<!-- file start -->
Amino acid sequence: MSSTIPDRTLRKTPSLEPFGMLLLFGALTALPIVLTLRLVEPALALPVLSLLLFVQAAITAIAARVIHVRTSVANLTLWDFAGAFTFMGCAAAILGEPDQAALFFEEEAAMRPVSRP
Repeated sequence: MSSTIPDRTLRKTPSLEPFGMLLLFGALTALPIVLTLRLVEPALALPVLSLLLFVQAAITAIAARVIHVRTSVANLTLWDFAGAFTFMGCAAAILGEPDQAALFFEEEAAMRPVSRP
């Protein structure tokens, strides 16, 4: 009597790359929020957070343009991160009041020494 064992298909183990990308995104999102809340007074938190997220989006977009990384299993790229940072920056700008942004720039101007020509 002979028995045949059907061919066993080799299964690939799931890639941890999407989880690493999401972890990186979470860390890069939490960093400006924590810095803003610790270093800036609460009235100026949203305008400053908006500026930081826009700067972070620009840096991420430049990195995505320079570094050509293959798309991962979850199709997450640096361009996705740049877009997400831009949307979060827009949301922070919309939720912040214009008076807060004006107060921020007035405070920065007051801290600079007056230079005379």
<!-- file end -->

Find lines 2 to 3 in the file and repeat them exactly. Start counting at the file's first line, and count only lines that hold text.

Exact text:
Repeated sequence: MSSTIPDRTLRKTPSLEPFGMLLLFGALTALPIVLTLRLVEPALALPVLSLLLFVQAAITAIAARVIHVRTSVANLTLWDFAGAFTFMGCAAAILGEPDQAALFFEEEAAMRPVSRP
């Protein structure tokens, strides 16, 4: 009597790359929020957070343009991160009041020494 064992298909183990990308995104999102809340007074938190997220989006977009990384299993790229940072920056700008942004720039101007020509 002979028995045949059907061919066993080799299964690939799931890639941890999407989880690493999401972890990186979470860390890069939490960093400006924590810095803003610790270093800036609460009235100026949203305008400053908006500026930081826009700067972070620009840096991420430049990195995505320079570094050509293959798309991962979850199709997450640096361009996705740049877009997400831009949307979060827009949301922070919309939720912040214009008076807060004006107060921020007035405070920065007051801290600079007056230079005379």